Analytics Vidhya
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Analytics Vidhya

Mask and Distancing Detector using transfer learning: Part 2

In the last article we completed our face and distance detector, if you haven’t read the article, you can from here. I will write the complete code at the end of this article

Before completing our mask detector we will need to learn about some of the vital topics and which we will be using for our mask detector.

Some of the problem we face while image detection are

  1. Lack of data available for model training
  2. To train the model from scratch or not for our classification with labeled data.

For problem 1 we have Data augmentaion and for second problem we use Transfer learning.

Data Augmentation

We are cognizant of the fact that image classification requires tons of data, getting the pictures of masked men is a tedious task, so first up we will have to regenerate a lot of data. Before implementing it on Mask data let me try it on some random photo and try to regenerate the photo in large numbers.

from keras.layers import Flatten, Dense
from keras.preprocessing.image import ImageDataGenerator, load_img, img_to_array

We will be using Keras API for data recreation or augmentation and use a simple picture of mine. ImageDataGenerator function is used to generate multiple photos from a single photo.

zca_whitening=False, zca_epsilon=1e-06,

Now we would need to specify the location of our photo that we need to regenerate. We will run a for loop that will break after the generation of 20 photos.

x=x.reshape((1,)+ x.shape)
for batch in datagen.flow(x, batch_size=1, save_to_dir='vac_hes/Gaza/generate/augment', save_prefix='anmol',save_format="jpg"):
if i>20:

The photo that I want to regenerate is my personal photo. I am using this for the illustration.

Here are the regenerated photos in the augment directory. You can generate any number of photos. I have generated 20 photos from this 1 photo.

Now that the data problem is solved, we can move ahead. The next problem however is to start from scratch and train our model or pick up an already trained model on similar data, add our classification model on top of that and use that for our classification. For image classification, we already have labeled data of over a million images called ImageNet and the model is VGG19.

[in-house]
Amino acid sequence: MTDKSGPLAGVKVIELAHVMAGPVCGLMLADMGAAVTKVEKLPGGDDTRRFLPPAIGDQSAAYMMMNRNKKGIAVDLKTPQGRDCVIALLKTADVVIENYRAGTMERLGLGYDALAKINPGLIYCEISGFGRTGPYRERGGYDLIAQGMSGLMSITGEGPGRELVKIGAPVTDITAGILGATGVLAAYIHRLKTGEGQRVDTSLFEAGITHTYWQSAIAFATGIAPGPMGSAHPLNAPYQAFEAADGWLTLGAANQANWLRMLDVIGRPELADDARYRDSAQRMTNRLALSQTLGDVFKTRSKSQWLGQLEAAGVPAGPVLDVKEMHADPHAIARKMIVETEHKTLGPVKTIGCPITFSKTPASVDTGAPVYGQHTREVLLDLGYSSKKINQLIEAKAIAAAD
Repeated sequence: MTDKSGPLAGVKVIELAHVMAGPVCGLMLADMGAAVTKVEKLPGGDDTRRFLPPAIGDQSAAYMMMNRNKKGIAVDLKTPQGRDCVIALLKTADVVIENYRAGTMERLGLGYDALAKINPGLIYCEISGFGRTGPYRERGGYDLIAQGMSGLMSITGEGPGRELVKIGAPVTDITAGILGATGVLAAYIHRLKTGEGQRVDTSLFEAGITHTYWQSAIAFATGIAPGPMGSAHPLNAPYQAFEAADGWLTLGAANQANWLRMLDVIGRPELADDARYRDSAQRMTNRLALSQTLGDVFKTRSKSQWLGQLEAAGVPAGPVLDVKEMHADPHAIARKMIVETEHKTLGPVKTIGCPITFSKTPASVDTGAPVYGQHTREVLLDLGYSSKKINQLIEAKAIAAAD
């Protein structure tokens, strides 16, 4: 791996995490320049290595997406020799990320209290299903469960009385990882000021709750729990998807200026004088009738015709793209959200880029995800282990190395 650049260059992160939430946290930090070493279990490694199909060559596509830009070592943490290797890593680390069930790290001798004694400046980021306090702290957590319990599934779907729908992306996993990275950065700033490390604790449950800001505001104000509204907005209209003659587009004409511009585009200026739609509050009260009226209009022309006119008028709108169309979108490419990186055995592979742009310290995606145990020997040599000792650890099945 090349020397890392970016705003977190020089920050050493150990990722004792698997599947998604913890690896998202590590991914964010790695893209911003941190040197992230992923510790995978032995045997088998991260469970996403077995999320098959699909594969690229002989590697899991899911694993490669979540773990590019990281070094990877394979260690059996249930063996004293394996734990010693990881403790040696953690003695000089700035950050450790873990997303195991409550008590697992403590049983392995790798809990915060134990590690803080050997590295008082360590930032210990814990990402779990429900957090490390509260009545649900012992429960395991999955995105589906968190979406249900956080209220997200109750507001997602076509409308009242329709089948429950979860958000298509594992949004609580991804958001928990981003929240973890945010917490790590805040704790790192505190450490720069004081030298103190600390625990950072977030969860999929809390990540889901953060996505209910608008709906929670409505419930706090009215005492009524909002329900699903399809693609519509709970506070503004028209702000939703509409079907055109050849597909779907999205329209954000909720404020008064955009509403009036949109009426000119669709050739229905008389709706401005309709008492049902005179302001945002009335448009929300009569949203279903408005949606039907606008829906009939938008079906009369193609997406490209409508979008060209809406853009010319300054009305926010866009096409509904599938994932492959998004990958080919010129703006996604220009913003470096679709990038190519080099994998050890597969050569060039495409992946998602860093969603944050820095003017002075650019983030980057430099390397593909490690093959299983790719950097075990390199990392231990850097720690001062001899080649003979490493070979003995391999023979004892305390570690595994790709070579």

Transfer learning

This process of using an already trained model to solve another similar problem is called transfer learning. For example, a model which is trained for classifying images of different objects like dogs, cats, horses, shoes, etc can be used to detect face mask.

The process of transfer learning can be compared to human brains. A person who already knows how to ride a bicycle and a bike will find it easier to drive a car than a person who has never driven an automobile in his entire life.

The workflow is as follows

  1. Take layers from a previously trained model.
  2. Freeze them, so as to avoid destroying any of the information they contain during future training rounds.
  3. Add some new, trainable layers on top of the frozen layers. They will learn to turn the old features into predictions on a new dataset.
  4. Train the new layers on your dataset.
vgg19 = VGG19(weights='imagenet',include_top=False,input_shape=(128,128,3))

for layer in vgg19.layers:
layer.trainable = False

model = Sequential()

you have used a pre-trained VGG19 model but are not using the last output layer and using your own output layer. We will specify the input size.

layer.trainable = False

We are freezing the weights of all the layers. So now the weights will not be updated for all the layers of the pre-trained model.


Next up we will add our own classifier on top of the pre-trained model. To have a result of our specific classification. Here we specify the number of classes we want to categorize your data. We only want 2 classes, Mask or No Mask. We will use the sigmoid function as our activation function.

Complete Face Mask Detector Code

You can download the train, test, validation data from here and mask image data from here. For the HAAR cascade download the data from here

The green rectangle is due to the distancing. while the red rectangle implies no minimum distancing. More photos classified using the same code.


We have classified our images into masked and non-masked. For that, we used face detection, Image augmentation, Transfer learning, and Euclidean distance to find the distance between people. We can use this model on our streets to identify people not wearing masks or maintaining a minimum distance and fine them accordingly. Police don’t have to manually identify people and urge them to mask up.



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Anmol Hans

Anmol Hans

Geopolitics and Data Science enthusiast.